Album Review: everything is alive // Slowdive


Slowdive have once more succeeded at navigating their sound, achieving the daunting feat of treading between structure and experimentation with their fifth studio album, everything is alive.

Guitarist and vocalist Rachel Goswell’s interview with Billboard magazine states that the album “might have come out a few years earlier were it not for the pandemic, including the deaths of Goswell’s mother and drummer Simon Scott’s father during that period”. These personal losses seem to have carved an unexpected path for the album to take, yet the band have set their sights towards that direction fearlessly, making its release more impactful.

The album kicks off with ‘shanty’, a mesmerising track that immediately entrances listeners in a world of musical abstraction. Dynamic arpeggiator blips and sustained synthesiser melodies blend seamlessly, creating a captivating sonic wall of sound. The lyrics, as is often the case with Slowdive’s music, are washed out and indistinguishable. This is a recurring motif that has endeared the band to both new and seasoned shoegaze fans. While Slowdive may have developed a recognisable formula for their music, what keeps it sounding innovative is their unparalleled ability to locate a space for which these motifs can recur and sound fresh. Their mastery of musical reinvention is most evident in ‘chained to a cloud’, a track that combines elements of their signature dreamy sound with a more experimental and electronic edge.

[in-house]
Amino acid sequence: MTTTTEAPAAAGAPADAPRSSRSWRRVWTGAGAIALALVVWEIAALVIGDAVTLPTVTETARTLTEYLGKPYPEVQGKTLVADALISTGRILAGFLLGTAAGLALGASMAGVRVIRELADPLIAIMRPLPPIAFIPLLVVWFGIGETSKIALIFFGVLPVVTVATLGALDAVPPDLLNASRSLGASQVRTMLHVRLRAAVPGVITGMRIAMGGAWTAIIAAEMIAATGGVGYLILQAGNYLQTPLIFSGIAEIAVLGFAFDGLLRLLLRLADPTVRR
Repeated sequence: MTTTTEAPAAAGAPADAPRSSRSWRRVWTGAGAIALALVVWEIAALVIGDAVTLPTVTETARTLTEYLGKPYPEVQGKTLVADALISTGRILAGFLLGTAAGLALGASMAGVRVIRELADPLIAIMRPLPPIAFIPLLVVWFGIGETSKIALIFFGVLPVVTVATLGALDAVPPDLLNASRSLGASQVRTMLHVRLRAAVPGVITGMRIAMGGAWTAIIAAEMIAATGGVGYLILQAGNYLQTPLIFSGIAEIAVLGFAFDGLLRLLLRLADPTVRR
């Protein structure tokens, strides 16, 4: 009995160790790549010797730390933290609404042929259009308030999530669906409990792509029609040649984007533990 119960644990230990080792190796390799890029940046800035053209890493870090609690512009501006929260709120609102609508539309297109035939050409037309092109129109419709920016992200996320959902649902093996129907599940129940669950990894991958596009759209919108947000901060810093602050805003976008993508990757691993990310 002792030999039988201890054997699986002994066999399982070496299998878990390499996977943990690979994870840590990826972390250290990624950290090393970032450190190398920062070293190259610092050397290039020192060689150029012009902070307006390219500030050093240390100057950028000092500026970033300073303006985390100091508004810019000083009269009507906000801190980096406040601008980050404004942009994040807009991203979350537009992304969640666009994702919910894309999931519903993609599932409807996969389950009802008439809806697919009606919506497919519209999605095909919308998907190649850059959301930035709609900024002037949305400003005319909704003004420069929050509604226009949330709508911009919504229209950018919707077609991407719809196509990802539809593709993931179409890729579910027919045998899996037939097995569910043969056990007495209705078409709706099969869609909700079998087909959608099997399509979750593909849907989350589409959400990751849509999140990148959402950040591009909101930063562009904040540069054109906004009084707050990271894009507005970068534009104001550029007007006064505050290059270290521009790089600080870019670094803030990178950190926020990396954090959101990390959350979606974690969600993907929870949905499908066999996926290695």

On the other hand, ‘andalucia plays’ is reminiscent of previous tracks such as ‘Celia’s Dream’ and ‘Altogether’, mainly due to their slow, hazy ambience. Neil Halstead’s singing style takes on a clarity that is rarely seen, departing from the more obscured vocals that can be found in the rest of the songs on the album. This delivery is also heard in his work with Mojave 3, particularly in the album Excuses for Travellers. The blending of crystalline vocals with the band’s hazy instrumentation creates a juxtaposition that is a hallmark of their more recent material, and it proves to be an excellent artistic choice.

The appeal of albums such as Souvlaki and Just for a Day might be the nostalgia for the past, but the band proved to be adaptable with the changing of music. Pygmalion, on the other hand, was a departure from the sonic sound which further came to fruition with their self-titled album, released in 2017, exhibiting the same qualities. Everything is alive proves that the aforementioned album wasn’t a mere stroke of luck. They have mastered the craft of reinvention, as each album seems to shed light on a dimension of the band that has always been beneath the surface, yet unexplored. ‘Kisses’, for example, feels like a more realised version of ‘Sugar for the Pill’, heavier on production and repetition, yet maintaining the same layering of vocals and reverbed guitars that coalesce to form something new and distinct.

Slowdive’s ability to seep into the recesses of nostalgia and memory, combined with their unique approach to blending lyrics with instrumentation, speaks to the timeless and transcendent quality of their work. Their journey through the realms of sound continues to inspire, and we’re grateful that they’re taking us with them.

Words by Marinel Dizon

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